Overheard at a lunchtime conversation in the company cafeteria:
Employee: “That sure was a big announcement by the CEO this morning. They’re really moving the boxes on the org chart this time. What’s your reaction?
Mid-level manager: (shrugging shoulders, sounding nonchalant) “Meh. I’ve been around this place for a long time. It’s just same monkeys, different trees, as far as I’m concerned.”
As a leader, you may have become blasé about corporate restructuring, especially if you’re a survivor of numerous downsizing/outsourcing/right-sizing battles. Trust me on this one when I say: You may be feeling chill about the latest company reorg, but the employees who report to you most decidedly are NOT.
There’s an old adage out there that says “people resist change”. I think that’s not quite accurate. In my opinion, it’s not always the actual proposed change that people are resisting. Rather it’s the disruption their work lives are about to undergo when they hear of organizational realignment. Even when an announced change is welcome (“Finally, it’s about time!”), there is still that period of uncertainty and lack of clarity about “who does what”.
If your department is in any way affected by your company’s reorganization, there are several things that your team members will want to know before they can move to the task of making the change. Typically, their questions proceed in the following series of steps:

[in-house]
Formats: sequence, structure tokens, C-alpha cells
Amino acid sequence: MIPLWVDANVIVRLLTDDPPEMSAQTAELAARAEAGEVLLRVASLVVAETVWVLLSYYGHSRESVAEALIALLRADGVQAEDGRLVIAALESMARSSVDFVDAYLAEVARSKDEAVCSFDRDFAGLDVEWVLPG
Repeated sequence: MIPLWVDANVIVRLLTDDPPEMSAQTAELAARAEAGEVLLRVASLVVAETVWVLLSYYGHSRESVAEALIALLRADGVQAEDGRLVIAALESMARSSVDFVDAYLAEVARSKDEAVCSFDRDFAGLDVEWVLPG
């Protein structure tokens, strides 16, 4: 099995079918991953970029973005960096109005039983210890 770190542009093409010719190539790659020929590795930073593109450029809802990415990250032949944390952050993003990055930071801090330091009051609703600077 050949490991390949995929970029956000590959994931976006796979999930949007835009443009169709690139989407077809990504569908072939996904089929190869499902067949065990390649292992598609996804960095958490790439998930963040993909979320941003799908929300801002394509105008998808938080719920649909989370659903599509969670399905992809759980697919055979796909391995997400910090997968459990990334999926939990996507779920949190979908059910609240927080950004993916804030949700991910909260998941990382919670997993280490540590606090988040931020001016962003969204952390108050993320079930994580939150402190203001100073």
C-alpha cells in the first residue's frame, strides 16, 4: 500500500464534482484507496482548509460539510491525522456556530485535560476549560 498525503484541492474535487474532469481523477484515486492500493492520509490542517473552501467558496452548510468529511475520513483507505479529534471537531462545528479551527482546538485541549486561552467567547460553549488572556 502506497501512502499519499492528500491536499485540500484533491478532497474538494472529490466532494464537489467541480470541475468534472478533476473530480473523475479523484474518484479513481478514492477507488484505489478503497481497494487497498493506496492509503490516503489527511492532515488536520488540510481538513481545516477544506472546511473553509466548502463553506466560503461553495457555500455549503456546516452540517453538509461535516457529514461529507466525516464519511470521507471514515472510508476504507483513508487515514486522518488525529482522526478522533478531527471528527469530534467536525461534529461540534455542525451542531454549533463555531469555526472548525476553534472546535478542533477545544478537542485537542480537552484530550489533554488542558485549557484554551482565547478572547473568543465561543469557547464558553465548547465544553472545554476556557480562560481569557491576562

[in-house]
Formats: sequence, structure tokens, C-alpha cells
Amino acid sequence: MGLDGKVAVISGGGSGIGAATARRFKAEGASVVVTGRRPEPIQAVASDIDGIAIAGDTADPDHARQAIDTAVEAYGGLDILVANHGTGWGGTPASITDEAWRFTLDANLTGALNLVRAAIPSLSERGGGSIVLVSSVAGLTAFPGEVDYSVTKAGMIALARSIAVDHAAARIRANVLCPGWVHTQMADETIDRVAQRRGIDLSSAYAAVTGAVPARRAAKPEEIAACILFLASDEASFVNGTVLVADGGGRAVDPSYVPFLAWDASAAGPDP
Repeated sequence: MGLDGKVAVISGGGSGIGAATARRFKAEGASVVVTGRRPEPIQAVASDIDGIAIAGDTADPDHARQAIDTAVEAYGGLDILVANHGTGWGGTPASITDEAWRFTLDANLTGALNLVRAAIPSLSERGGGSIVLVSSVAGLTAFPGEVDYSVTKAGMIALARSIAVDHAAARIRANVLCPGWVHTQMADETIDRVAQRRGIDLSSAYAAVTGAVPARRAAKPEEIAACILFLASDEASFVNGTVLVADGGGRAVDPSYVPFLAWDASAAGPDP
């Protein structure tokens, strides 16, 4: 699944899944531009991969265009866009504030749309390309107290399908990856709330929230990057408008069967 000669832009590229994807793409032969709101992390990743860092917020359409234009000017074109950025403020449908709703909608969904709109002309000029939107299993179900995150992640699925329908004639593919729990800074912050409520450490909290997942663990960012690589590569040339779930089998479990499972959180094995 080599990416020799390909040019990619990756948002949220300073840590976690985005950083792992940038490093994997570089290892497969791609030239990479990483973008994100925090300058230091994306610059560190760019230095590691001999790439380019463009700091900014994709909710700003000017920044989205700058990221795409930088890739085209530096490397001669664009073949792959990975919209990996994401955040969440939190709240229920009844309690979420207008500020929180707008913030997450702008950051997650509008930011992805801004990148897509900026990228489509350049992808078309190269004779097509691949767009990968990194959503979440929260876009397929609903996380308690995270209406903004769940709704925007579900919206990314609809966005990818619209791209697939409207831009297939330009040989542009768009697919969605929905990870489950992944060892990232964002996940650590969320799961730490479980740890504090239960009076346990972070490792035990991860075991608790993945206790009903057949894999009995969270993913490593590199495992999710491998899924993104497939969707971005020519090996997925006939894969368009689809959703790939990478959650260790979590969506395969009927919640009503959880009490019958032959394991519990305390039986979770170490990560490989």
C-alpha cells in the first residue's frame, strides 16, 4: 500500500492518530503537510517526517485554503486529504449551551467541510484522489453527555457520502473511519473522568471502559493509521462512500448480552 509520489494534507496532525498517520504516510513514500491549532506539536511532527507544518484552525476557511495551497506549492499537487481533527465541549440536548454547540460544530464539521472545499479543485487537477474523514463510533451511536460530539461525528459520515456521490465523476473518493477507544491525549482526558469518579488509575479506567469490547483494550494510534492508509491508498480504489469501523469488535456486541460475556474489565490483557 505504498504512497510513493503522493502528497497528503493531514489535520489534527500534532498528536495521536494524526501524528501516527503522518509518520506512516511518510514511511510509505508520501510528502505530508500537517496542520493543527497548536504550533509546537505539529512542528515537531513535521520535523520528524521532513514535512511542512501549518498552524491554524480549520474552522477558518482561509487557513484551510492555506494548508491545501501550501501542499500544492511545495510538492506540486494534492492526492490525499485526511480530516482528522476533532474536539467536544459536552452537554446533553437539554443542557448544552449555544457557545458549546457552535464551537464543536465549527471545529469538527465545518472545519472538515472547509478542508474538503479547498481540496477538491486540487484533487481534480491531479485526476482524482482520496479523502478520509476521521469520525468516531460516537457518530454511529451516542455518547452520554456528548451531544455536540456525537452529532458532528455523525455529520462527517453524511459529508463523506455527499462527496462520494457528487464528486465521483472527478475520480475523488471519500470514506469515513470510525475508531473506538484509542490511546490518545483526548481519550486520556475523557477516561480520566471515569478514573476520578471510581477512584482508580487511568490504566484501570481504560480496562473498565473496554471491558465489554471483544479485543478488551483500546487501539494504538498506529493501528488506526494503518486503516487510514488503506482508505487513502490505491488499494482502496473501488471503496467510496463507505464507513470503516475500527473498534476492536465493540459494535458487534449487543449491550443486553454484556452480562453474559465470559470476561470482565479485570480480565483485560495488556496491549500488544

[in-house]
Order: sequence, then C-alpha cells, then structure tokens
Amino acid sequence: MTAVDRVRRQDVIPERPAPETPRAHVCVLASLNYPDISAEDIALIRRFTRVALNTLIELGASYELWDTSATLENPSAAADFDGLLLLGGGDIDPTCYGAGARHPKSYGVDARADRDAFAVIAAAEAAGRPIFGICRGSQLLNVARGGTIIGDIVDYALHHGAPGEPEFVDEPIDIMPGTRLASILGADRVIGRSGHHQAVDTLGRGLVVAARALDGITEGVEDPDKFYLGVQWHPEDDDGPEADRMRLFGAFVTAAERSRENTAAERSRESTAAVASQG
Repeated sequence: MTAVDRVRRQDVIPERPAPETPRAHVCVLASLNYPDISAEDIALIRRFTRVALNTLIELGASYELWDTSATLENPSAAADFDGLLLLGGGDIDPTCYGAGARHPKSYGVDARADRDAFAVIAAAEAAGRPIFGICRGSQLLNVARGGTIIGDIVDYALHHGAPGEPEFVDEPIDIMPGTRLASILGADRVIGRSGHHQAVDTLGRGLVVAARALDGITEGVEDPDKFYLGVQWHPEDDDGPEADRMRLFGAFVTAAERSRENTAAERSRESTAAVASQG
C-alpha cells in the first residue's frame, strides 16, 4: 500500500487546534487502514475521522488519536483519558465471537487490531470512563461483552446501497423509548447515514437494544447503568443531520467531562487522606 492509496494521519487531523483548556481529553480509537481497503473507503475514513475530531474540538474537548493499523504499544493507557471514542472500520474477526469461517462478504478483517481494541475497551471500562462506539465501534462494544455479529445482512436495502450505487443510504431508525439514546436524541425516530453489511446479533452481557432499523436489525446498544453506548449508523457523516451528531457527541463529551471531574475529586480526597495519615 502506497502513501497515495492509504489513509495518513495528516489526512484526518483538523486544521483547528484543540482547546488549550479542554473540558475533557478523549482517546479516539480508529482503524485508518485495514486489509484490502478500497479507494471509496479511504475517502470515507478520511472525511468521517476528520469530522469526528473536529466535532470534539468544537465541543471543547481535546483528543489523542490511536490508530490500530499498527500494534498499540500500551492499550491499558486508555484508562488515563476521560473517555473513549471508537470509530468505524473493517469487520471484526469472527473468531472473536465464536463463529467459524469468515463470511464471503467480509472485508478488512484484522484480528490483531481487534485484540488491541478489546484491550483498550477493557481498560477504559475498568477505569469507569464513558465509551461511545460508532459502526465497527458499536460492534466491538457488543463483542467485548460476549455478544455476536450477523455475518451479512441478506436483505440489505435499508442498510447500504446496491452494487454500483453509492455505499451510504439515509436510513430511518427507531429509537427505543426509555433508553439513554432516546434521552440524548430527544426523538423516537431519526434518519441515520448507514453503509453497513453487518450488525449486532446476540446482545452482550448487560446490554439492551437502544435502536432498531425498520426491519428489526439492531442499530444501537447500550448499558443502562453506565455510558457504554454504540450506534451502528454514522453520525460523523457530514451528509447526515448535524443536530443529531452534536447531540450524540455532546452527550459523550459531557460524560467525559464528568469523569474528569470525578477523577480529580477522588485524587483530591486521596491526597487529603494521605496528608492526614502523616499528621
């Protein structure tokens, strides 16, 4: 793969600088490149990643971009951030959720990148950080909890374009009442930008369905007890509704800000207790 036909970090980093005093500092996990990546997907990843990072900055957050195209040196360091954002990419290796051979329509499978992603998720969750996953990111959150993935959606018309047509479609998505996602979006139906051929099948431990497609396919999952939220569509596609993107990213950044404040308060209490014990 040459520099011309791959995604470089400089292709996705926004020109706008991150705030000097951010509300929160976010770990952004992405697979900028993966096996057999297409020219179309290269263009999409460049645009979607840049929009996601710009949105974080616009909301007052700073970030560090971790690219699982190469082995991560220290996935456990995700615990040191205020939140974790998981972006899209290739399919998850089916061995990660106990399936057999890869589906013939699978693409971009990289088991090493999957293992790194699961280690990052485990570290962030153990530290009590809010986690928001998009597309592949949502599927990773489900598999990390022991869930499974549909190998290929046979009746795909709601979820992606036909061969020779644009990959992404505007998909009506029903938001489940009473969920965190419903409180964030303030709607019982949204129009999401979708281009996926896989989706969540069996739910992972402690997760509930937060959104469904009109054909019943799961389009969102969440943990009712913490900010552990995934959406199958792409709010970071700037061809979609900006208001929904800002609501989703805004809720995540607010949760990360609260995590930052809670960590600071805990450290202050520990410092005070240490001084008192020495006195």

- As you might suspect, the first reactions tend to be “Me” questions, like:
- Where do I fit?
- Will I like it?
- What will I be required to do?
- Then, once those questions are answered, people expand their curiosity beyond themselves to:
- Where do others on my team fit?
- What happens if there’s not a place for others?
- Then, people start to assimilate how this change might be useful:
- What are the benefits to me, my team and the company?
- And finally (and only after all the other questions have been answered) are people ready to discuss the transition:
- What’s the process for the changeover?
In my experience, leaders often breeze through steps 1 -3, providing only the most cursory of explanations. They want to move as quickly as possible to step #4. Here’s the problem with rushing steps 1 – 3: if people aren’t comfortable with the answers to the first three steps, then they’ll find a way to get the team back to the step for which they require more information.
Don’t be a blasé leader. Even if you perceive the organizational change to be a non-issue, be sure to build in time to communicate the changes. You’ll probably need to communicate the change numerous times and in several formats in order for it to sink in.
Not sure where to begin? Try these four ideas for getting people to buy into your change.